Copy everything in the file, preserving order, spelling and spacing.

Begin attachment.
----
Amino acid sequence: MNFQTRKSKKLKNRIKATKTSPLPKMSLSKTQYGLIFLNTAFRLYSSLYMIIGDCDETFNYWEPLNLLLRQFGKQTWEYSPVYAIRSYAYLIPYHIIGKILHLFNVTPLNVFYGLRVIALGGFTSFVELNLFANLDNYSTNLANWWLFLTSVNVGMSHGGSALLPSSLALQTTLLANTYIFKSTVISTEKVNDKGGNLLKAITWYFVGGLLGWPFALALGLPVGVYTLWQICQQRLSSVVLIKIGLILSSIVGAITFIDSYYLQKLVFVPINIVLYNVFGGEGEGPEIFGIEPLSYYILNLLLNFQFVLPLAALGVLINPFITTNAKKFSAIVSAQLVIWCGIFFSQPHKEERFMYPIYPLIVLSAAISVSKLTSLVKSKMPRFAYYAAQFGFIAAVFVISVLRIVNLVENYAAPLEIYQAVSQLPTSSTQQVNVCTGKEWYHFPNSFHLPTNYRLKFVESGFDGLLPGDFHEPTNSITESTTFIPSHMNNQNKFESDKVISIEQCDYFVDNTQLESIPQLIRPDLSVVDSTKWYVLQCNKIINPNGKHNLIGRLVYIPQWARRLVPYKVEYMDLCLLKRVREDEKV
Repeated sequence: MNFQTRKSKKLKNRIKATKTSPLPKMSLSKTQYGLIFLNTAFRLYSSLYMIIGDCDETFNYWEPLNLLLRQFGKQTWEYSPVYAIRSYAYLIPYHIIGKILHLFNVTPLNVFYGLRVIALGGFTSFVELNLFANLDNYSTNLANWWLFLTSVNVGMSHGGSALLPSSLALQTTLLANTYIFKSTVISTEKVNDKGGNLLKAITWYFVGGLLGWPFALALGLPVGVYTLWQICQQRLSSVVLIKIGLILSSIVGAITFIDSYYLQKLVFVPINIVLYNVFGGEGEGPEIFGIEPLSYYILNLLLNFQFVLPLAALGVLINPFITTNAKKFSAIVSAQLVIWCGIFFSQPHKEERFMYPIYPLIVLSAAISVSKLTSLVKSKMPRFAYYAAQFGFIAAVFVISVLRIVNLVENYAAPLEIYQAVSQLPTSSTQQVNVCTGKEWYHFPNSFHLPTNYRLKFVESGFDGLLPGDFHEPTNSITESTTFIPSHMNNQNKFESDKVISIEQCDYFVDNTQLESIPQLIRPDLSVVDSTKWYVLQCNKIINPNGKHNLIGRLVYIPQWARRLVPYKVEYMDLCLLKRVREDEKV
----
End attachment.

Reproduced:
Amino acid sequence: MNFQTRKSKKLKNRIKATKTSPLPKMSLSKTQYGLIFLNTAFRLYSSLYMIIGDCDETFNYWEPLNLLLRQFGKQTWEYSPVYAIRSYAYLIPYHIIGKILHLFNVTPLNVFYGLRVIALGGFTSFVELNLFANLDNYSTNLANWWLFLTSVNVGMSHGGSALLPSSLALQTTLLANTYIFKSTVISTEKVNDKGGNLLKAITWYFVGGLLGWPFALALGLPVGVYTLWQICQQRLSSVVLIKIGLILSSIVGAITFIDSYYLQKLVFVPINIVLYNVFGGEGEGPEIFGIEPLSYYILNLLLNFQFVLPLAALGVLINPFITTNAKKFSAIVSAQLVIWCGIFFSQPHKEERFMYPIYPLIVLSAAISVSKLTSLVKSKMPRFAYYAAQFGFIAAVFVISVLRIVNLVENYAAPLEIYQAVSQLPTSSTQQVNVCTGKEWYHFPNSFHLPTNYRLKFVESGFDGLLPGDFHEPTNSITESTTFIPSHMNNQNKFESDKVISIEQCDYFVDNTQLESIPQLIRPDLSVVDSTKWYVLQCNKIINPNGKHNLIGRLVYIPQWARRLVPYKVEYMDLCLLKRVREDEKV
Repeated sequence: MNFQTRKSKKLKNRIKATKTSPLPKMSLSKTQYGLIFLNTAFRLYSSLYMIIGDCDETFNYWEPLNLLLRQFGKQTWEYSPVYAIRSYAYLIPYHIIGKILHLFNVTPLNVFYGLRVIALGGFTSFVELNLFANLDNYSTNLANWWLFLTSVNVGMSHGGSALLPSSLALQTTLLANTYIFKSTVISTEKVNDKGGNLLKAITWYFVGGLLGWPFALALGLPVGVYTLWQICQQRLSSVVLIKIGLILSSIVGAITFIDSYYLQKLVFVPINIVLYNVFGGEGEGPEIFGIEPLSYYILNLLLNFQFVLPLAALGVLINPFITTNAKKFSAIVSAQLVIWCGIFFSQPHKEERFMYPIYPLIVLSAAISVSKLTSLVKSKMPRFAYYAAQFGFIAAVFVISVLRIVNLVENYAAPLEIYQAVSQLPTSSTQQVNVCTGKEWYHFPNSFHLPTNYRLKFVESGFDGLLPGDFHEPTNSITESTTFIPSHMNNQNKFESDKVISIEQCDYFVDNTQLESIPQLIRPDLSVVDSTKWYVLQCNKIINPNGKHNLIGRLVYIPQWARRLVPYKVEYMDLCLLKRVREDEKV